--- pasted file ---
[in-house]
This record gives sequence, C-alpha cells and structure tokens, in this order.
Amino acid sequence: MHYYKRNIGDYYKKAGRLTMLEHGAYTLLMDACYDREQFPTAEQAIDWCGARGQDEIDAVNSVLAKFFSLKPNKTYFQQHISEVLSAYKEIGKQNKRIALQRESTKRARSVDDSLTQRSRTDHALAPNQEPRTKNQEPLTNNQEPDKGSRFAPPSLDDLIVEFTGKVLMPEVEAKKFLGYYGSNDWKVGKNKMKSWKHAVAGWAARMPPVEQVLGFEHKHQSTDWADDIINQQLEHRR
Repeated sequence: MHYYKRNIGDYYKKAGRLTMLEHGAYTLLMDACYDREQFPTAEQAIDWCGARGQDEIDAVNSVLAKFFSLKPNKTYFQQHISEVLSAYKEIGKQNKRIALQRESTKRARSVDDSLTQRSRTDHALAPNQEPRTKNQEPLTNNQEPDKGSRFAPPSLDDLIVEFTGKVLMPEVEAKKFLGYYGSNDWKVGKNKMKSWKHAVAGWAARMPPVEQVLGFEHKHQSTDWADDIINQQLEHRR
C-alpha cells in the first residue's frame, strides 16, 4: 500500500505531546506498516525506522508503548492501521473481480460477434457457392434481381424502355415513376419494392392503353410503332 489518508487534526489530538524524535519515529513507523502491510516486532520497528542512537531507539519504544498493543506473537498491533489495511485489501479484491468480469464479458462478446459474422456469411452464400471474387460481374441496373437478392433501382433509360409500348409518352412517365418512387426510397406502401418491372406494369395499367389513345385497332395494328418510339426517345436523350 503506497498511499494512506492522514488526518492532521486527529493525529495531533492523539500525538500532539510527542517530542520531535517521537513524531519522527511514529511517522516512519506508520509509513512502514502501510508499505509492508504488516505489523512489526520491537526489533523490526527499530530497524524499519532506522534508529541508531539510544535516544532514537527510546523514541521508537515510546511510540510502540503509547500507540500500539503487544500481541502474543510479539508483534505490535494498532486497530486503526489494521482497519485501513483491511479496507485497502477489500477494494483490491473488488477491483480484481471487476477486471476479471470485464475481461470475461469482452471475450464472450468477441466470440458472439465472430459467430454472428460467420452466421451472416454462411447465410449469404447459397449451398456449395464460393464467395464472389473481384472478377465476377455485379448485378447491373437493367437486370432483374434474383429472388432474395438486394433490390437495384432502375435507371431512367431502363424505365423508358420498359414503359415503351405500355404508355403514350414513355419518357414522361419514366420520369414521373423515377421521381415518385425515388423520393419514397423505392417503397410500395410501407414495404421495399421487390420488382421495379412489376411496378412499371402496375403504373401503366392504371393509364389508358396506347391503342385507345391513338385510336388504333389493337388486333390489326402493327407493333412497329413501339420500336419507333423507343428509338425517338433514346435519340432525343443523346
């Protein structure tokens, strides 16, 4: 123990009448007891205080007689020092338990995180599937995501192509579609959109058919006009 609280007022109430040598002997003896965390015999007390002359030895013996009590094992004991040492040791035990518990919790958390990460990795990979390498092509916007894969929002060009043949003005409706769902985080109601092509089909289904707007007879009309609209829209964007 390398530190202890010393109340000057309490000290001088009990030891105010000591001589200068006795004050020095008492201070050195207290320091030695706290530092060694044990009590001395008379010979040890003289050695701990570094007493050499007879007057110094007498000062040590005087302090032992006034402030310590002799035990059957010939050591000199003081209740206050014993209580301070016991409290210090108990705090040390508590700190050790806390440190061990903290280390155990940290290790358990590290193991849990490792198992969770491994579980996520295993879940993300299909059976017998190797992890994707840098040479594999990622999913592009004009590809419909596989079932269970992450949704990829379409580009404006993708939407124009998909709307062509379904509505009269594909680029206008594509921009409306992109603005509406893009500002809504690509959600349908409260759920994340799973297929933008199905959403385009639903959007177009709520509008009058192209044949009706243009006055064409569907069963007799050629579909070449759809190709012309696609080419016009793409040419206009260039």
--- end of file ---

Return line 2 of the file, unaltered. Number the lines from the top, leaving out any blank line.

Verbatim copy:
This record gives sequence, C-alpha cells and structure tokens, in this order.